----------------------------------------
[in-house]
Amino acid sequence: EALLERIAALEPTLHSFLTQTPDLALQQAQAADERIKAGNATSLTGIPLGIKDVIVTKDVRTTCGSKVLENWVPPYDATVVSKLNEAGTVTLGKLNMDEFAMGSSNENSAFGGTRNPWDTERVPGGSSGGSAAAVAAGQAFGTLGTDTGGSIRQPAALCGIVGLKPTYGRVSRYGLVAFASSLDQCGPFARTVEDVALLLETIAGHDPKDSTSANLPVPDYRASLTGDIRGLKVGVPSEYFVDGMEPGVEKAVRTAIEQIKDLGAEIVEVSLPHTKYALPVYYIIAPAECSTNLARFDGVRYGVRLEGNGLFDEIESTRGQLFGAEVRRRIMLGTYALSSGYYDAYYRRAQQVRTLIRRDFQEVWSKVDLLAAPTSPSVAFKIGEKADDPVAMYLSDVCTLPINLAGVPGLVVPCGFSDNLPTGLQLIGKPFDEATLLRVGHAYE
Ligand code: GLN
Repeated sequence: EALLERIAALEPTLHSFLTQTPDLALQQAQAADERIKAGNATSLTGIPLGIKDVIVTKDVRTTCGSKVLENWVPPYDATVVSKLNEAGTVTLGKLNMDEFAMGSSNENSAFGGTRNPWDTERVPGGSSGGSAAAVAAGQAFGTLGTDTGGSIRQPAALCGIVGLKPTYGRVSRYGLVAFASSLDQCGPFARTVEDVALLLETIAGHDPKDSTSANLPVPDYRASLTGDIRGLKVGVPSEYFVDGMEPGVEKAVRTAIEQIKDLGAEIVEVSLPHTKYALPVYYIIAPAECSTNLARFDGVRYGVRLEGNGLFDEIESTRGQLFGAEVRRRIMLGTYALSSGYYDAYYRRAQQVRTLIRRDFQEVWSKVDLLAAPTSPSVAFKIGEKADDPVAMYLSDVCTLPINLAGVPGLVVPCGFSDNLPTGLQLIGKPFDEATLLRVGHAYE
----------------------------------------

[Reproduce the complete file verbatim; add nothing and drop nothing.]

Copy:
[in-house]
Amino acid sequence: EALLERIAALEPTLHSFLTQTPDLALQQAQAADERIKAGNATSLTGIPLGIKDVIVTKDVRTTCGSKVLENWVPPYDATVVSKLNEAGTVTLGKLNMDEFAMGSSNENSAFGGTRNPWDTERVPGGSSGGSAAAVAAGQAFGTLGTDTGGSIRQPAALCGIVGLKPTYGRVSRYGLVAFASSLDQCGPFARTVEDVALLLETIAGHDPKDSTSANLPVPDYRASLTGDIRGLKVGVPSEYFVDGMEPGVEKAVRTAIEQIKDLGAEIVEVSLPHTKYALPVYYIIAPAECSTNLARFDGVRYGVRLEGNGLFDEIESTRGQLFGAEVRRRIMLGTYALSSGYYDAYYRRAQQVRTLIRRDFQEVWSKVDLLAAPTSPSVAFKIGEKADDPVAMYLSDVCTLPINLAGVPGLVVPCGFSDNLPTGLQLIGKPFDEATLLRVGHAYE
Ligand code: GLN
Repeated sequence: EALLERIAALEPTLHSFLTQTPDLALQQAQAADERIKAGNATSLTGIPLGIKDVIVTKDVRTTCGSKVLENWVPPYDATVVSKLNEAGTVTLGKLNMDEFAMGSSNENSAFGGTRNPWDTERVPGGSSGGSAAAVAAGQAFGTLGTDTGGSIRQPAALCGIVGLKPTYGRVSRYGLVAFASSLDQCGPFARTVEDVALLLETIAGHDPKDSTSANLPVPDYRASLTGDIRGLKVGVPSEYFVDGMEPGVEKAVRTAIEQIKDLGAEIVEVSLPHTKYALPVYYIIAPAECSTNLARFDGVRYGVRLEGNGLFDEIESTRGQLFGAEVRRRIMLGTYALSSGYYDAYYRRAQQVRTLIRRDFQEVWSKVDLLAAPTSPSVAFKIGEKADDPVAMYLSDVCTLPINLAGVPGLVVPCGFSDNLPTGLQLIGKPFDEATLLRVGHAYE